June 12, 2012
Re: Clarification Regarding the State’s Statutory Obligations for Energy Tax and CMPTRA Funding
Press reports and discussions with elected and appointed officials indicate that there is still some confusion concerning the State’s statutory obligations regarding annual Energy Tax Receipts and CMPTRA funding. We have been asked to provide clarity.
If the term “statutory obligations” means the obligations imposed by the statutes, then we believe that the State has been missing the mark.
N.J.S.A. 52:27D-442 reads, in part:
In each State fiscal year, each municipality shall receive Consolidated Municipal Property Tax Relief Aid equal to the amount of Consolidated Municipal Property Tax Relief Aid received in the prior State fiscal year multiplied by the sum of 1.0 and the index rate or zero, whichever is greater.
The statute goes on to state, “The Director of the Division of Local Government Services shall promulgate annually the index rate to apply in the next following fiscal year which shall be the same as the index rate determined pursuant to section 4 of P.L. 1983, c. 49 (C.40A:4-45.1.a.)”
That statute, as we read it, obliged the State to increase the SFY 2008 CMPTRA distribution of $710.7 million by 5% in SFY 2009. Instead, the SFY 2009 distribution decreased to $631.1 million.
The statute, as we read it, would then have obliged the State to increase that year’s $631.1 million CMPTRA distribution by 6.5% in SFY 2010. Instead, the SFY 2009 decreased to $536.1 million.
That sum, according to the obligation imposed by the statute, should have remained level in SFY 2011. Instead, it decreased to $264.7 million.
As has been noted in the past, in part, these reductions have been used to allow the State to meet its Energy Tax obligations and, thus, avoid the ‘poison pill.’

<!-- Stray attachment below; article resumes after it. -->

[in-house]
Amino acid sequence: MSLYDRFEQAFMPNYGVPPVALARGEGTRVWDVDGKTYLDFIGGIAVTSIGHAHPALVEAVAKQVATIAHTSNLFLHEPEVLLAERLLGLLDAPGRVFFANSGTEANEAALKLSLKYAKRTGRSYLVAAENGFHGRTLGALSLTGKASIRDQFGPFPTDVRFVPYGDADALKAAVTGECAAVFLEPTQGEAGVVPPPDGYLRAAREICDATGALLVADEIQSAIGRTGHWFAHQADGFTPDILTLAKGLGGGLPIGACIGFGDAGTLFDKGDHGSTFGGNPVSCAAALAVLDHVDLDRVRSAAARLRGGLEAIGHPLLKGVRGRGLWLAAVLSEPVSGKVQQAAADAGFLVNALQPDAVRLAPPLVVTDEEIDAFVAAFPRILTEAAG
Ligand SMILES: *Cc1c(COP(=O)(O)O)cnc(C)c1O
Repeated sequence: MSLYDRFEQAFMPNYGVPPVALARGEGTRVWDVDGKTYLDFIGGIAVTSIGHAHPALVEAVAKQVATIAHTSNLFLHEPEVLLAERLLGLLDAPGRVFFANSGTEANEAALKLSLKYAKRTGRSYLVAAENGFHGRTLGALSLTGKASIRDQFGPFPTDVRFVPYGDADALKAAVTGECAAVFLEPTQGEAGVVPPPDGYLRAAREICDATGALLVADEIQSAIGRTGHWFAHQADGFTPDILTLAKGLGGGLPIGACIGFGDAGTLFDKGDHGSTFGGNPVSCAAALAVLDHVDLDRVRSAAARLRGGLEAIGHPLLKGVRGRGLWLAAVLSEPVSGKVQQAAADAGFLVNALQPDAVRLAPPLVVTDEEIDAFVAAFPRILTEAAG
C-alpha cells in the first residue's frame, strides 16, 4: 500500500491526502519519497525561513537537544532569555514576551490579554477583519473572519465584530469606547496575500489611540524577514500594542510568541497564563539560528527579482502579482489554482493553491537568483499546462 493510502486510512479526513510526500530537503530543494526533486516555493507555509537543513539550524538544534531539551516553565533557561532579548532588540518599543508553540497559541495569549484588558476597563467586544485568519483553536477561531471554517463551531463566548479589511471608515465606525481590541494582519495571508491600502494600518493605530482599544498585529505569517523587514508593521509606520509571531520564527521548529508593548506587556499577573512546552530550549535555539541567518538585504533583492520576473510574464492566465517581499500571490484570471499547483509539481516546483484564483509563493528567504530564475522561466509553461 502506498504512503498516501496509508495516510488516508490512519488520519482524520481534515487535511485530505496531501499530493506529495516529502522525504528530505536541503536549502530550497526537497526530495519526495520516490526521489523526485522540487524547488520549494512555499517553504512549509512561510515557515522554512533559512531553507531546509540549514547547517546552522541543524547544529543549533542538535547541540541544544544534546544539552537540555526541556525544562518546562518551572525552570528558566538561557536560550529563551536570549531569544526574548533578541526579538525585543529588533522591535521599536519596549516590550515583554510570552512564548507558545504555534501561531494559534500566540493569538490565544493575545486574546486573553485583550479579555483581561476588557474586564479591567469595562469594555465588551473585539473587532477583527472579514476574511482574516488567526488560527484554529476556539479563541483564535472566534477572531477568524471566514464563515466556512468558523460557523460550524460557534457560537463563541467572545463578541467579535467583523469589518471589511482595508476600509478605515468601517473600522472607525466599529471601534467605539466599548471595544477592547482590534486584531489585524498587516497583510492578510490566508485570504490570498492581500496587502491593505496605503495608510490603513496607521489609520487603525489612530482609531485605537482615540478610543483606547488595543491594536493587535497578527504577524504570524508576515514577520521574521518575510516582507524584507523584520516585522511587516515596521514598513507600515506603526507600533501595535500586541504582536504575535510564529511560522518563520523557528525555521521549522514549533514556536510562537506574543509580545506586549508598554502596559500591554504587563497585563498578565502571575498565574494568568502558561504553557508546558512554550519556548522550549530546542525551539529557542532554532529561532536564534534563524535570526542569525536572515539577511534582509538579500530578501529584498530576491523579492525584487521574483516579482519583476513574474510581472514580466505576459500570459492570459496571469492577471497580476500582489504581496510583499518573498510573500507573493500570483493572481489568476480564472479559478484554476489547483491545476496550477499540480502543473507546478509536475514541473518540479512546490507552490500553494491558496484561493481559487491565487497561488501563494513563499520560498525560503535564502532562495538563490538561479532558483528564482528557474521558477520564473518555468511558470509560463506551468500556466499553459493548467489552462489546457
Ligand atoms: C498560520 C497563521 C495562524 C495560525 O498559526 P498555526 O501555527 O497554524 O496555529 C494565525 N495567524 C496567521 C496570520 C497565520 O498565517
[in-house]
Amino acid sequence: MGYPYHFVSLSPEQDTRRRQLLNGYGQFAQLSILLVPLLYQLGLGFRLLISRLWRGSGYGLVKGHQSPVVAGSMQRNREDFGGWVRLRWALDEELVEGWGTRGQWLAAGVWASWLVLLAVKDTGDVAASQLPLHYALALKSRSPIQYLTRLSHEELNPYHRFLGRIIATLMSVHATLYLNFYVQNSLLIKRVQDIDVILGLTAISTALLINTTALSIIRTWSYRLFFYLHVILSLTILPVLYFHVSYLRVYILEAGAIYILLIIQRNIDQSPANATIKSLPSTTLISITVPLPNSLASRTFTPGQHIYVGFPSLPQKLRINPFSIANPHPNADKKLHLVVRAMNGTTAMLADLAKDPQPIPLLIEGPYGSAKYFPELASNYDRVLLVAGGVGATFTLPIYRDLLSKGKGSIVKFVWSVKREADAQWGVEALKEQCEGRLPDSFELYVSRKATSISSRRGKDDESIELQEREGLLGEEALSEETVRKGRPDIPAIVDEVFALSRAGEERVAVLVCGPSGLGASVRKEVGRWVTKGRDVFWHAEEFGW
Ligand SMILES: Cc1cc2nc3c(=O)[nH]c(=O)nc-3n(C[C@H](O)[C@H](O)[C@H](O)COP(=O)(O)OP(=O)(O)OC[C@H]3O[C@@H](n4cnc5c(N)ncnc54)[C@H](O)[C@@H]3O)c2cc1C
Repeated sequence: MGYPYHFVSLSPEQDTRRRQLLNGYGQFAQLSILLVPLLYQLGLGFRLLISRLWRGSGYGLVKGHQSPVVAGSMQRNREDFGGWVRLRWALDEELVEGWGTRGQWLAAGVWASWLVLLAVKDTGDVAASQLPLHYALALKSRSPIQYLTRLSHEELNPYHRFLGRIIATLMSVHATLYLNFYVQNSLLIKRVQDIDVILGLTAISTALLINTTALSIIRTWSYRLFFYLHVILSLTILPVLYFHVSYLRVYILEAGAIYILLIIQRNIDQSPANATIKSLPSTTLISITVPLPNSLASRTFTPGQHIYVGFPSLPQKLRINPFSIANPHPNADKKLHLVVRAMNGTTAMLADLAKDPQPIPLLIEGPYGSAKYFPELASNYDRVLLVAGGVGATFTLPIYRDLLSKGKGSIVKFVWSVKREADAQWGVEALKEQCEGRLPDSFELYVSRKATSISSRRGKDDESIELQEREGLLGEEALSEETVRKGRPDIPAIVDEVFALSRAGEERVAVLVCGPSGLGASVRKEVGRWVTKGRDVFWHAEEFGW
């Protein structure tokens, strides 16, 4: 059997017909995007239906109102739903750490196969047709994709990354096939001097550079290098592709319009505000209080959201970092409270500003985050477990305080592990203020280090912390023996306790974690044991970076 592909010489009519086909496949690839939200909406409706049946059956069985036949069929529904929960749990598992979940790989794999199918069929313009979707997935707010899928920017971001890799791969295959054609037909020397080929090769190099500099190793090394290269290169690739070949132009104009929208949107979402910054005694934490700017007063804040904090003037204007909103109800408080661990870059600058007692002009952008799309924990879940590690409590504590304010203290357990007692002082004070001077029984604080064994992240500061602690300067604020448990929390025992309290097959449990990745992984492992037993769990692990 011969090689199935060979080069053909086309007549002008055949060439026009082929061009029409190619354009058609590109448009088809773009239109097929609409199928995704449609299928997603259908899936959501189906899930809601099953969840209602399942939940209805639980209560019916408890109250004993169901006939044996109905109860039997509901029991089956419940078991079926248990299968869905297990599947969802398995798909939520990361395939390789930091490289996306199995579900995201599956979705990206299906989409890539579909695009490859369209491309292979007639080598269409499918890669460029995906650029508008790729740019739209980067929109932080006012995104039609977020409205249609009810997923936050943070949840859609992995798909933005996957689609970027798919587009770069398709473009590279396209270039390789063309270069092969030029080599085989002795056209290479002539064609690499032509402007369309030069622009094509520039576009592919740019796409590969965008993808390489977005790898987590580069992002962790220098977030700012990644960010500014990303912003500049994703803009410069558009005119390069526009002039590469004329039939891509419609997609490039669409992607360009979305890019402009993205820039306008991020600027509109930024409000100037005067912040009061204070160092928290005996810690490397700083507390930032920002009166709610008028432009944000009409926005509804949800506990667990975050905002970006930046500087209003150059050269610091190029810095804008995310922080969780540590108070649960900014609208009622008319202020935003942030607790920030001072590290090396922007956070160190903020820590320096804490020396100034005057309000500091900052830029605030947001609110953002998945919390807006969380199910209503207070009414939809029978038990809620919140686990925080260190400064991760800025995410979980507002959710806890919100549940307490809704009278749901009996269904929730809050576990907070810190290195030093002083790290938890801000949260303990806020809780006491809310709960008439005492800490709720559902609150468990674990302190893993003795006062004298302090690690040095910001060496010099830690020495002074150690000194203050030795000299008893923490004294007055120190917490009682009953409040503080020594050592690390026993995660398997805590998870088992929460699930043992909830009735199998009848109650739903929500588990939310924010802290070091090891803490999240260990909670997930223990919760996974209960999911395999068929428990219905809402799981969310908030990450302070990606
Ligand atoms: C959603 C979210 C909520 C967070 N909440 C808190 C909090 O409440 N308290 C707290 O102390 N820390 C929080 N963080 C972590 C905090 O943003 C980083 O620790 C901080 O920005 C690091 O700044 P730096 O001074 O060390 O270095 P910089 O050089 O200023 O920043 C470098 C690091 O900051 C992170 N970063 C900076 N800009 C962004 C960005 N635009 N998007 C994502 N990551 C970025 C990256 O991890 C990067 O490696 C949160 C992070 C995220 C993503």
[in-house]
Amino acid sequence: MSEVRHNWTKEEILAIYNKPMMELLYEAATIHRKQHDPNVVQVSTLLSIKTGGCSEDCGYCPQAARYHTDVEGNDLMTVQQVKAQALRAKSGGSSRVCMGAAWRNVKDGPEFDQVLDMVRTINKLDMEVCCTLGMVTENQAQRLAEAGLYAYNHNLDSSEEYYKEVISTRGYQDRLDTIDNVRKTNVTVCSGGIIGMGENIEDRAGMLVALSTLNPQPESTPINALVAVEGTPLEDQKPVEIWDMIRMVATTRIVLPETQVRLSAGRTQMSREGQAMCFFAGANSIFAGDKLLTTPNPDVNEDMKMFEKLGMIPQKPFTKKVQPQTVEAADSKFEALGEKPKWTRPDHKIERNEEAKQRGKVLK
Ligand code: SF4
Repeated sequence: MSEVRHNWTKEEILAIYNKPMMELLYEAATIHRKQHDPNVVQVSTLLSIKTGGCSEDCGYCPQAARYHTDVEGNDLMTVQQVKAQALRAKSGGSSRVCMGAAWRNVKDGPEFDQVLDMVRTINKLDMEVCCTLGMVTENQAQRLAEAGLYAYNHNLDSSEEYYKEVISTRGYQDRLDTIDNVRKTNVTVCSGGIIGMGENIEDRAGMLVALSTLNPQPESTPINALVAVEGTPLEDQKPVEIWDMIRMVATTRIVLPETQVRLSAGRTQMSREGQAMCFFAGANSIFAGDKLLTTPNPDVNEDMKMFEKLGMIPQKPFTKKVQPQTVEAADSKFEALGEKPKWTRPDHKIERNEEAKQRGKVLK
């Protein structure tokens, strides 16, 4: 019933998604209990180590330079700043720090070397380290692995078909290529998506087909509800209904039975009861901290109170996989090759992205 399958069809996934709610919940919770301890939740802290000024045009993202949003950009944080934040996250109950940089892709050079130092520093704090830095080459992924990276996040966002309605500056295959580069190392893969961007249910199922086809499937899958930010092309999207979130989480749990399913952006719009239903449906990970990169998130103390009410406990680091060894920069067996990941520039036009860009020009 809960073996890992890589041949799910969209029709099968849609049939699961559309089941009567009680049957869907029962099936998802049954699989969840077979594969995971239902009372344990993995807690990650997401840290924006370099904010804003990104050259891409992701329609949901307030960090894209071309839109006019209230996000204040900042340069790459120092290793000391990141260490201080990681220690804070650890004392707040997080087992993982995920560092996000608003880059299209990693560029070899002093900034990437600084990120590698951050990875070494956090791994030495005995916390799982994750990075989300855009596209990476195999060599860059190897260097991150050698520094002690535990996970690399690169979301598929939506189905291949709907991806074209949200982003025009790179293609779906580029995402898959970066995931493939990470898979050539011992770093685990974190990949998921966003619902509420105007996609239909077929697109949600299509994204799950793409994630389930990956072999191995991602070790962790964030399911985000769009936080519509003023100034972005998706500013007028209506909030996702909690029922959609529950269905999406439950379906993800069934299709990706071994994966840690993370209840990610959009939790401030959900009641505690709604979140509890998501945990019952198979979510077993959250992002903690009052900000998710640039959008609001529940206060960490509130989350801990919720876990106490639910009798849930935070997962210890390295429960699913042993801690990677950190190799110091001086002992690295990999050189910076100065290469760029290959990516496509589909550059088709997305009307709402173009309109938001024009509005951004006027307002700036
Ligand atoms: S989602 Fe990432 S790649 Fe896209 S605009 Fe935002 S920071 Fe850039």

We realize that the CMPTRA distribution law is not self-executing, and that the State Legislature has the ability to avoid, if necessary, its statutory obligation to distribute these revenues to local governments in its annual appropriations act. The State needs to have that ability, in order to deal with emergencies and crises that may occur, and to balance its budget.
The State, however, should not exercise that option automatically. It should be the exception. Instead, going back over a number of Administrations and Legislatures, it has become the rule. By consistently failing to meet statutory obligations regarding CMPTRA, municipal property taxpayers have been denied the relief to which they are statutorily entitled.
In about two weeks, the Legislature will send a budget bill to Governor Christie. We hope that budget will include provisions modeled on S-1900 and A-2921. Those bills recognize that the time has come to begin to restore to local budgets the millions that were cut to meet State needs in FY 2009, 2010 and 2011.
The result of those cuts was increased property taxes, increased local budget stress, deferred investments, staffing cuts and service cuts. S-1900 and A-2921 ensure that each municipality in the State will be restored to the 2007 (SFY 2008) Energy Tax Receipts and Consolidated Municipal Property Tax Relief Aid level, over 5 years. And the application of ‘poison pill’ protection to SFY 2012 combined Energy Tax and CMPTRA funding will help to further restrain the appetites of future State policy makers for municipal property tax relief resources.
Please contact your State Legislators, in both the State Senate and the General Assembly. Please urge them to support State budget bill amendments modeled on the provisions of S-1900 and A-2921.
If you have any questions, contact Jon Moran at 609-695-3481, ext. 121 or firstname.lastname@example.org
Very truly yours,
Hon. Janice Mironov, First Vice President, NJLM
Chairperson, Energy Receipts Restoration Task Force and
Mayor, East Windsor Township
William G. Dressel, Jr.